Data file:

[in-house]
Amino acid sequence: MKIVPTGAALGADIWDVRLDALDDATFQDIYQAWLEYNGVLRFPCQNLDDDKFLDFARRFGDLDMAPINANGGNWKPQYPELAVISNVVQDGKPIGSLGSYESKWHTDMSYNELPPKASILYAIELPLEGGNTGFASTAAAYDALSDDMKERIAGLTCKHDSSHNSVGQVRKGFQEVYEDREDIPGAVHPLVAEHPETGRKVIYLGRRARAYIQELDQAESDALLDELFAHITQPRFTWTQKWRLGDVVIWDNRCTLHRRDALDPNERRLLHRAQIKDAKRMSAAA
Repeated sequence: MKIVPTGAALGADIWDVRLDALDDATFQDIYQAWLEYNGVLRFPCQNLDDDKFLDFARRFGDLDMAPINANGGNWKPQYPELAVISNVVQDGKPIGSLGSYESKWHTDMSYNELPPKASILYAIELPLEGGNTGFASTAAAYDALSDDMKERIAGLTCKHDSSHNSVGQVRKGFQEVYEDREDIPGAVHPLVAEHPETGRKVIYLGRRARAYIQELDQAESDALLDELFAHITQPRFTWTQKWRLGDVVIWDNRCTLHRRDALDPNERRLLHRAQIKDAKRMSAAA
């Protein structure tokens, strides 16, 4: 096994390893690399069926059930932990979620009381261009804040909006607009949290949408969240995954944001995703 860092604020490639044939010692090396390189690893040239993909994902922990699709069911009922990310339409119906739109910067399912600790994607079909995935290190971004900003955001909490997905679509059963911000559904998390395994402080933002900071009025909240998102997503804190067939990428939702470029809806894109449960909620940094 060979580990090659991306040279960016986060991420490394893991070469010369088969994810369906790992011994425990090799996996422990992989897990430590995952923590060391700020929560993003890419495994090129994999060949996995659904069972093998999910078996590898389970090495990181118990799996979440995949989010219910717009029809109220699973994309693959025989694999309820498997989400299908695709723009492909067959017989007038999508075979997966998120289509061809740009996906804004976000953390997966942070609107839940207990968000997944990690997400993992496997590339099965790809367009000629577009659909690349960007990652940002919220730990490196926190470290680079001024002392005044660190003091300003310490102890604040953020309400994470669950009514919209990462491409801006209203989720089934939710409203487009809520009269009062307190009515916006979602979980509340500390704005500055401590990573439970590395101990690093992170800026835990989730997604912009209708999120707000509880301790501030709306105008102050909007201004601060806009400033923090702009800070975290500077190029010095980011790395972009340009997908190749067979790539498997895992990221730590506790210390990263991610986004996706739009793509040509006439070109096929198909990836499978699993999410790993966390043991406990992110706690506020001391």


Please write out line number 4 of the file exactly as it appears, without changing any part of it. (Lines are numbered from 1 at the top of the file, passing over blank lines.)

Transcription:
């Protein structure tokens, strides 16, 4: 096994390893690399069926059930932990979620009381261009804040909006607009949290949408969240995954944001995703 860092604020490639044939010692090396390189690893040239993909994902922990699709069911009922990310339409119906739109910067399912600790994607079909995935290190971004900003955001909490997905679509059963911000559904998390395994402080933002900071009025909240998102997503804190067939990428939702470029809806894109449960909620940094 060979580990090659991306040279960016986060991420490394893991070469010369088969994810369906790992011994425990090799996996422990992989897990430590995952923590060391700020929560993003890419495994090129994999060949996995659904069972093998999910078996590898389970090495990181118990799996979440995949989010219910717009029809109220699973994309693959025989694999309820498997989400299908695709723009492909067959017989007038999508075979997966998120289509061809740009996906804004976000953390997966942070609107839940207990968000997944990690997400993992496997590339099965790809367009000629577009659909690349960007990652940002919220730990490196926190470290680079001024002392005044660190003091300003310490102890604040953020309400994470669950009514919209990462491409801006209203989720089934939710409203487009809520009269009062307190009515916006979602979980509340500390704005500055401590990573439970590395101990690093992170800026835990989730997604912009209708999120707000509880301790501030709306105008102050909007201004601060806009400033923090702009800070975290500077190029010095980011790395972009340009997908190749067979790539498997895992990221730590506790210390990263991610986004996706739009793509040509006439070109096929198909990836499978699993999410790993966390043991406990992110706690506020001391």